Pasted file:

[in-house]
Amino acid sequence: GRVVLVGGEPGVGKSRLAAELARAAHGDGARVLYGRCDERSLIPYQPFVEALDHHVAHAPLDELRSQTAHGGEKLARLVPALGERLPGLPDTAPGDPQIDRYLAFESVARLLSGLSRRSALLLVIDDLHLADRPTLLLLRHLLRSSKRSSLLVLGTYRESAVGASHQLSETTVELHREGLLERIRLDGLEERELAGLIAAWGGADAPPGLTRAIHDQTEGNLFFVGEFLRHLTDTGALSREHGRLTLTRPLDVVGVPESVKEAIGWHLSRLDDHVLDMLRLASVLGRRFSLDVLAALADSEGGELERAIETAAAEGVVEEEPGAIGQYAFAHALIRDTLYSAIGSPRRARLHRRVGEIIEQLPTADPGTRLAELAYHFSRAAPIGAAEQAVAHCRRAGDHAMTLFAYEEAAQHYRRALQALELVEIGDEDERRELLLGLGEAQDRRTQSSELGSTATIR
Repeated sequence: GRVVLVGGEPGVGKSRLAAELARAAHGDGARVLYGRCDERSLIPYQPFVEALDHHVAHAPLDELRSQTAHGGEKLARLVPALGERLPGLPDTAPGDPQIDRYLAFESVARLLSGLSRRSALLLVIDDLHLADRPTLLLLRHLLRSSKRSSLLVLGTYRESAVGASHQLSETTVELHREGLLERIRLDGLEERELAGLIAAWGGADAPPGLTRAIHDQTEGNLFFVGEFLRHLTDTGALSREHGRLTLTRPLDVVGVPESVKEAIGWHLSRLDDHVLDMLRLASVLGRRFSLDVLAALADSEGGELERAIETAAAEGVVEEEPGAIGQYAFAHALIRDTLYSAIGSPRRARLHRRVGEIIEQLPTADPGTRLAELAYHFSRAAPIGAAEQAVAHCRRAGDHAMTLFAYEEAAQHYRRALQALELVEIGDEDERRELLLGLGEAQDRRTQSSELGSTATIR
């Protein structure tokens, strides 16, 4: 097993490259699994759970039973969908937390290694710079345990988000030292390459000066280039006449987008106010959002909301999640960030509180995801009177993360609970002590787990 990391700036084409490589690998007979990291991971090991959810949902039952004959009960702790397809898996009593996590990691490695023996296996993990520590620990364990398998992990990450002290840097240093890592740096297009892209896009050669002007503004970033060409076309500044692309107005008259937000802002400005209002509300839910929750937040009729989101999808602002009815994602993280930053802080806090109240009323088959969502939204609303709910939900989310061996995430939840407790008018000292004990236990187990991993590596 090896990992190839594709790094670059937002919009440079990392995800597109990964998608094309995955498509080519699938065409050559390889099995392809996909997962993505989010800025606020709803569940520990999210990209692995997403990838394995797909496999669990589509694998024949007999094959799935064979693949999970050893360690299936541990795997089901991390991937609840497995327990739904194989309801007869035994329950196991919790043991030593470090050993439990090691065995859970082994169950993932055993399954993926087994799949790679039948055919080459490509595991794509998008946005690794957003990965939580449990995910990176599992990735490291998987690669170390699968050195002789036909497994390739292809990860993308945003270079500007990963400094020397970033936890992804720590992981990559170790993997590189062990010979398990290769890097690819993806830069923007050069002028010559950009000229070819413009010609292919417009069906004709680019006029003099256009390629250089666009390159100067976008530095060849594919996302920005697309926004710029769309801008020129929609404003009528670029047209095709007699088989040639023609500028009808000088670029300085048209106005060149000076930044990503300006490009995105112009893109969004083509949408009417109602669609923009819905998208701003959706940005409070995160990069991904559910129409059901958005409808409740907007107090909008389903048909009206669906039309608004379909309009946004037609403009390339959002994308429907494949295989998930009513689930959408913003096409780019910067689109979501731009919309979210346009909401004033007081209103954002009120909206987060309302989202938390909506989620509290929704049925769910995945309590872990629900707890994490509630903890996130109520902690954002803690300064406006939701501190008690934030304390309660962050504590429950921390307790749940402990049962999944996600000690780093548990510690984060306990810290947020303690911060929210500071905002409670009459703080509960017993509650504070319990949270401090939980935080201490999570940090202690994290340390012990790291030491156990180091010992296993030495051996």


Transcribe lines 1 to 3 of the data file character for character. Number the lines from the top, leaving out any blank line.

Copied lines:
[in-house]
Amino acid sequence: GRVVLVGGEPGVGKSRLAAELARAAHGDGARVLYGRCDERSLIPYQPFVEALDHHVAHAPLDELRSQTAHGGEKLARLVPALGERLPGLPDTAPGDPQIDRYLAFESVARLLSGLSRRSALLLVIDDLHLADRPTLLLLRHLLRSSKRSSLLVLGTYRESAVGASHQLSETTVELHREGLLERIRLDGLEERELAGLIAAWGGADAPPGLTRAIHDQTEGNLFFVGEFLRHLTDTGALSREHGRLTLTRPLDVVGVPESVKEAIGWHLSRLDDHVLDMLRLASVLGRRFSLDVLAALADSEGGELERAIETAAAEGVVEEEPGAIGQYAFAHALIRDTLYSAIGSPRRARLHRRVGEIIEQLPTADPGTRLAELAYHFSRAAPIGAAEQAVAHCRRAGDHAMTLFAYEEAAQHYRRALQALELVEIGDEDERRELLLGLGEAQDRRTQSSELGSTATIR
Repeated sequence: GRVVLVGGEPGVGKSRLAAELARAAHGDGARVLYGRCDERSLIPYQPFVEALDHHVAHAPLDELRSQTAHGGEKLARLVPALGERLPGLPDTAPGDPQIDRYLAFESVARLLSGLSRRSALLLVIDDLHLADRPTLLLLRHLLRSSKRSSLLVLGTYRESAVGASHQLSETTVELHREGLLERIRLDGLEERELAGLIAAWGGADAPPGLTRAIHDQTEGNLFFVGEFLRHLTDTGALSREHGRLTLTRPLDVVGVPESVKEAIGWHLSRLDDHVLDMLRLASVLGRRFSLDVLAALADSEGGELERAIETAAAEGVVEEEPGAIGQYAFAHALIRDTLYSAIGSPRRARLHRRVGEIIEQLPTADPGTRLAELAYHFSRAAPIGAAEQAVAHCRRAGDHAMTLFAYEEAAQHYRRALQALELVEIGDEDERRELLLGLGEAQDRRTQSSELGSTATIR